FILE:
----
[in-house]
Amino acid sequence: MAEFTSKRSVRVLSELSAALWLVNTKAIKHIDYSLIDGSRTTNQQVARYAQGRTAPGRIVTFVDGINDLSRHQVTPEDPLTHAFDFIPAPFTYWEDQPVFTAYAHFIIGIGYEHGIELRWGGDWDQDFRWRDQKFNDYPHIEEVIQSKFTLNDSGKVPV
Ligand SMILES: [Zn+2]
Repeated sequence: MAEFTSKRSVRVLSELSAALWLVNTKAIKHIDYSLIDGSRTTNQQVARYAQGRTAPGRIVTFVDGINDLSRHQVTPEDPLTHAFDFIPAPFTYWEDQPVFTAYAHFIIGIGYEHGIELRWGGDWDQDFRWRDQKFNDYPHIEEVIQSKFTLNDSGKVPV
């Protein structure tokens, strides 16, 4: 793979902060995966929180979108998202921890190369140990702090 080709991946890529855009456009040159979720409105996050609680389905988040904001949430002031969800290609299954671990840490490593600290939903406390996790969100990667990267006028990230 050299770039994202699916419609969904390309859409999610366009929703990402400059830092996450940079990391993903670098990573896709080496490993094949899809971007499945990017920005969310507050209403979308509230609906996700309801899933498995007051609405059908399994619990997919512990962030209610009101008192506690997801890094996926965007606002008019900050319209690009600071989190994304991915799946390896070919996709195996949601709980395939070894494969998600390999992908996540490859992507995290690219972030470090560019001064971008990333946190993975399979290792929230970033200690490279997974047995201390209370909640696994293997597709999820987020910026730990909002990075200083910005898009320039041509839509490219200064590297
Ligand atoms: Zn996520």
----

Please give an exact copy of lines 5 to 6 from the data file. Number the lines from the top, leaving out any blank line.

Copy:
């Protein structure tokens, strides 16, 4: 793979902060995966929180979108998202921890190369140990702090 080709991946890529855009456009040159979720409105996050609680389905988040904001949430002031969800290609299954671990840490490593600290939903406390996790969100990667990267006028990230 050299770039994202699916419609969904390309859409999610366009929703990402400059830092996450940079990391993903670098990573896709080496490993094949899809971007499945990017920005969310507050209403979308509230609906996700309801899933498995007051609405059908399994619990997919512990962030209610009101008192506690997801890094996926965007606002008019900050319209690009600071989190994304991915799946390896070919996709195996949601709980395939070894494969998600390999992908996540490859992507995290690219972030470090560019001064971008990333946190993975399979290792929230970033200690490279997974047995201390209370909640696994293997597709999820987020910026730990909002990075200083910005898009320039041509839509490219200064590297
Ligand atoms: Zn996520």